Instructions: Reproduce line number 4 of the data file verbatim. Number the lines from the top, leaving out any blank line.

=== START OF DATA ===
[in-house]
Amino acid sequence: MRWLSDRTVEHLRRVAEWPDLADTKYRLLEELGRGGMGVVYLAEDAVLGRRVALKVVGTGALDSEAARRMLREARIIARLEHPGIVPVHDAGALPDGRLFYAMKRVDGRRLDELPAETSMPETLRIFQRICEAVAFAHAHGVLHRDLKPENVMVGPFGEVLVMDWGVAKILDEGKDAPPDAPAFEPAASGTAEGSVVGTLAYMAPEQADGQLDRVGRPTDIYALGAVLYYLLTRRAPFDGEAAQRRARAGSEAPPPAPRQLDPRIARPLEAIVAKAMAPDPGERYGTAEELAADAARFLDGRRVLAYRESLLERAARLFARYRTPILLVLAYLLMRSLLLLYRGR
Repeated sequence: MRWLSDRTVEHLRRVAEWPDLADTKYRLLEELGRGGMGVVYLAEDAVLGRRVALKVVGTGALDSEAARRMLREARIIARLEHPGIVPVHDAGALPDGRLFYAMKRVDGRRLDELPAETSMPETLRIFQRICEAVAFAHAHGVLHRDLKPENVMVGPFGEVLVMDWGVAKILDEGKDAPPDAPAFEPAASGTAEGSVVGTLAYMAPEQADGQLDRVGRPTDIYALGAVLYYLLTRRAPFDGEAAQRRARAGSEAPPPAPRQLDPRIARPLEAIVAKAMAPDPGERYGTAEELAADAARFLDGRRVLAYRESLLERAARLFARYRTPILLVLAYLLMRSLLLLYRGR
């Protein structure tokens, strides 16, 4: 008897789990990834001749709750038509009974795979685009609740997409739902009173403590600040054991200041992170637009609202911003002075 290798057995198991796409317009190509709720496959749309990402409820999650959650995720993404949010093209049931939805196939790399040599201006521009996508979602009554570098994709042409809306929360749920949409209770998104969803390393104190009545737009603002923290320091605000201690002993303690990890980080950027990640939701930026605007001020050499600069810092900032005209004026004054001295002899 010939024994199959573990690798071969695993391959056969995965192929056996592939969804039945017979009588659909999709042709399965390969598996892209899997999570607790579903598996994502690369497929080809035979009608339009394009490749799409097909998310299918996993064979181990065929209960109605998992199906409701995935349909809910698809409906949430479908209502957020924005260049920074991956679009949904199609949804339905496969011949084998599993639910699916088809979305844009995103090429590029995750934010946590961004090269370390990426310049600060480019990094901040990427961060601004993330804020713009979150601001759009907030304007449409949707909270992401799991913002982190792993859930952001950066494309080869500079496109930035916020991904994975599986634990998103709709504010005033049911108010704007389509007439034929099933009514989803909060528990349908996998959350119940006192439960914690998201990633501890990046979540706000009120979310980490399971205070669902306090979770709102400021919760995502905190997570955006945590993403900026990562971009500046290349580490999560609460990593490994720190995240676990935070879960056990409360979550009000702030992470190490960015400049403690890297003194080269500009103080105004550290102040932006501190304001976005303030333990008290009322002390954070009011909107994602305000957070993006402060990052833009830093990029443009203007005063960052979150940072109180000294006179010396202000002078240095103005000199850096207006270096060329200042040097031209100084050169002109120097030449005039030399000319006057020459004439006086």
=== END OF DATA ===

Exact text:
């Protein structure tokens, strides 16, 4: 008897789990990834001749709750038509009974795979685009609740997409739902009173403590600040054991200041992170637009609202911003002075 290798057995198991796409317009190509709720496959749309990402409820999650959650995720993404949010093209049931939805196939790399040599201006521009996508979602009554570098994709042409809306929360749920949409209770998104969803390393104190009545737009603002923290320091605000201690002993303690990890980080950027990640939701930026605007001020050499600069810092900032005209004026004054001295002899 010939024994199959573990690798071969695993391959056969995965192929056996592939969804039945017979009588659909999709042709399965390969598996892209899997999570607790579903598996994502690369497929080809035979009608339009394009490749799409097909998310299918996993064979181990065929209960109605998992199906409701995935349909809910698809409906949430479908209502957020924005260049920074991956679009949904199609949804339905496969011949084998599993639910699916088809979305844009995103090429590029995750934010946590961004090269370390990426310049600060480019990094901040990427961060601004993330804020713009979150601001759009907030304007449409949707909270992401799991913002982190792993859930952001950066494309080869500079496109930035916020991904994975599986634990998103709709504010005033049911108010704007389509007439034929099933009514989803909060528990349908996998959350119940006192439960914690998201990633501890990046979540706000009120979310980490399971205070669902306090979770709102400021919760995502905190997570955006945590993403900026990562971009500046290349580490999560609460990593490994720190995240676990935070879960056990409360979550009000702030992470190490960015400049403690890297003194080269500009103080105004550290102040932006501190304001976005303030333990008290009322002390954070009011909107994602305000957070993006402060990052833009830093990029443009203007005063960052979150940072109180000294006179010396202000002078240095103005000199850096207006270096060329200042040097031209100084050169002109120097030449005039030399000319006057020459004439006086």